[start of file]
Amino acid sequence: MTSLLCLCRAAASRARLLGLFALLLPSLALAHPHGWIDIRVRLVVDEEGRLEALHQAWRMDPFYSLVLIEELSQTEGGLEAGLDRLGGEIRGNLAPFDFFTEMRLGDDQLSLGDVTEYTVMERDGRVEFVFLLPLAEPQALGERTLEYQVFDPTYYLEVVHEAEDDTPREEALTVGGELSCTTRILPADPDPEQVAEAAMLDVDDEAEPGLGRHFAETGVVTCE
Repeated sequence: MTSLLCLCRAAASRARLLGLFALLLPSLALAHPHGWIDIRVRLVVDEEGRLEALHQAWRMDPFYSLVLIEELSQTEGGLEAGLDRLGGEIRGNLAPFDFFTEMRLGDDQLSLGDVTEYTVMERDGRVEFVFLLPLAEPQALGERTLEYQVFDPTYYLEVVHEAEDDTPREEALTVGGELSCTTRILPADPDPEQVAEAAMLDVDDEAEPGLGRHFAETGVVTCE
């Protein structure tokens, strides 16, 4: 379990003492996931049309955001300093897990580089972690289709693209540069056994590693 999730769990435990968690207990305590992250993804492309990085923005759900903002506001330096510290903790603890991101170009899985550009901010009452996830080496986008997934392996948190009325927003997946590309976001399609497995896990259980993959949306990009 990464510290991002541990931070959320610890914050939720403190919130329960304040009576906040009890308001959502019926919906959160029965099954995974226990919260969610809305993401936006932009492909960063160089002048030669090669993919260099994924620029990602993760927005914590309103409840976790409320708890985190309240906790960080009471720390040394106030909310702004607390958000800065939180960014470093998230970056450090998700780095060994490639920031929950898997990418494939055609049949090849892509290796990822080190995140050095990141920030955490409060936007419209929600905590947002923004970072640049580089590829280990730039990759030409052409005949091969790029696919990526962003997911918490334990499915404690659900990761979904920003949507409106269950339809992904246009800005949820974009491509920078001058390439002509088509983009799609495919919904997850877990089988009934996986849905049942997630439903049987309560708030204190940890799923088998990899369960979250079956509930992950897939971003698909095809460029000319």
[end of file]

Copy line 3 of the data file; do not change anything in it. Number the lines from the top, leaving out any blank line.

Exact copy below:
């Protein structure tokens, strides 16, 4: 379990003492996931049309955001300093897990580089972690289709693209540069056994590693 999730769990435990968690207990305590992250993804492309990085923005759900903002506001330096510290903790603890991101170009899985550009901010009452996830080496986008997934392996948190009325927003997946590309976001399609497995896990259980993959949306990009 990464510290991002541990931070959320610890914050939720403190919130329960304040009576906040009890308001959502019926919906959160029965099954995974226990919260969610809305993401936006932009492909960063160089002048030669090669993919260099994924620029990602993760927005914590309103409840976790409320708890985190309240906790960080009471720390040394106030909310702004607390958000800065939180960014470093998230970056450090998700780095060994490639920031929950898997990418494939055609049949090849892509290796990822080190995140050095990141920030955490409060936007419209929600905590947002923004970072640049580089590829280990730039990759030409052409005949091969790029696919990526962003997911918490334990499915404690659900990761979904920003949507409106269950339809992904246009800005949820974009491509920078001058390439002509088509983009799609495919919904997850877990089988009934996986849905049942997630439903049987309560708030204190940890799923088998990899369960979250079956509930992950897939971003698909095809460029000319």